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Q. I am a CSRS employee who plans on retiring in 2013. I want to open a Voluntary Contribution Program account and deposit after-tax money in that account, and then, at retirement, transfer the deposit into Roth TSP, and any earnings into traditional TSP. Is that allowed?

A. No. You’ll have to use a Roth IRA for the after-tax portion of the VCP account.

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Life-expectancy payments vs. fixed-dollar payments

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Q. I am a FERS retiree who must begin taking my required minimum distribution in 2013. I am contemplating receiving monthly payments based on my expected life expectancy, but I need to know whether an initial decision to do so locks me forever, or whether, say in 2014 or 2015, I can change to monthly withdrawals based on an amount set annually. If the Thrift Savings Plan allows the later switch, are there barriers to my later going back to monthly payments based on life expectancy?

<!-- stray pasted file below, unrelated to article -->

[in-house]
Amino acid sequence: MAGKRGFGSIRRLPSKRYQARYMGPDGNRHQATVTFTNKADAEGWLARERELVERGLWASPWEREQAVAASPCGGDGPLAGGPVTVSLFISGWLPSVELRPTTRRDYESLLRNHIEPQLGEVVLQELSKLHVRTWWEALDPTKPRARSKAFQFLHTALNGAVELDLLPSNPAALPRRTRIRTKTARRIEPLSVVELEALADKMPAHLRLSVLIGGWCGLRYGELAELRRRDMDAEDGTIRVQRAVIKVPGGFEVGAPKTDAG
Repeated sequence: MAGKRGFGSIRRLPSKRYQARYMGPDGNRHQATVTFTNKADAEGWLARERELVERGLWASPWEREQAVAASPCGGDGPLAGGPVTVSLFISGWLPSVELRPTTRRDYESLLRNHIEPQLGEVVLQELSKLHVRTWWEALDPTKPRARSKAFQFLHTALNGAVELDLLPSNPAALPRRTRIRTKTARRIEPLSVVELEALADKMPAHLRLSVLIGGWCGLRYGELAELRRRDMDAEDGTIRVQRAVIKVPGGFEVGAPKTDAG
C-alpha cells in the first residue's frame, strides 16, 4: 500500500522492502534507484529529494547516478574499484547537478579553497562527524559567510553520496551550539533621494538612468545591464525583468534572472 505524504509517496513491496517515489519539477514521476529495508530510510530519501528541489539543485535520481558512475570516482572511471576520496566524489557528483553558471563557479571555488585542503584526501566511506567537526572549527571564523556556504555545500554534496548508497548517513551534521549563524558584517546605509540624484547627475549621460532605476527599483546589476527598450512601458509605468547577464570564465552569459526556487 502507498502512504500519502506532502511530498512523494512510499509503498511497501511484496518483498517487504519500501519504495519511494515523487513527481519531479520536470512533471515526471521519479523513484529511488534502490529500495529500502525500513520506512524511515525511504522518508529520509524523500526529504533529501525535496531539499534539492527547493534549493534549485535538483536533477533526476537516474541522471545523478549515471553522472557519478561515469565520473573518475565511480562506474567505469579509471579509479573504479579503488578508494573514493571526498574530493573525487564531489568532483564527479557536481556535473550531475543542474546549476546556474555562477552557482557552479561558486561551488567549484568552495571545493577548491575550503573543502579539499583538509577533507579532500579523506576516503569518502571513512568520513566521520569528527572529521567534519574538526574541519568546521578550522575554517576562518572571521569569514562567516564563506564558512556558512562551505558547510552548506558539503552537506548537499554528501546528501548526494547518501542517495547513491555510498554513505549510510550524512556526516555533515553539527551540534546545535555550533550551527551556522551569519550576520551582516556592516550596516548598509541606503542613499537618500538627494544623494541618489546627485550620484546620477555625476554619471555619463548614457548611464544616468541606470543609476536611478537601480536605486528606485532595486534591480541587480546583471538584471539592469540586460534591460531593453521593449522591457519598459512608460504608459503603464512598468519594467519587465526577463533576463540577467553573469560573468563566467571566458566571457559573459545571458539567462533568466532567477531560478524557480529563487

A. You may change from life-expectancy payments to fixed-dollar payments one time only. You may change the amount of fixed-dollar monthly payments once each year. You may not change from fixed-dollar payments to life-expectancy payments.

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Death benefits

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Q. I plan to choose an annuity for my Thrift Savings Plan savings that will pay my spouse half if I die. What happens to the balance of my money in TSP if we both should die shortly after the annuity is activated?

A. If you select and pay for the cash refund option, any unrecovered premium will be paid to your beneficiary(ies) as a death benefit. If you do not purchase the cash refund option, then annuity payments stop and no death benefit is paid.

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Stretching TSP funds

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Q. Can Thrift Savings Plan funds left to a beneficiary be stretched as they can in an IRA?

A. Yes. See the brochure at for more information.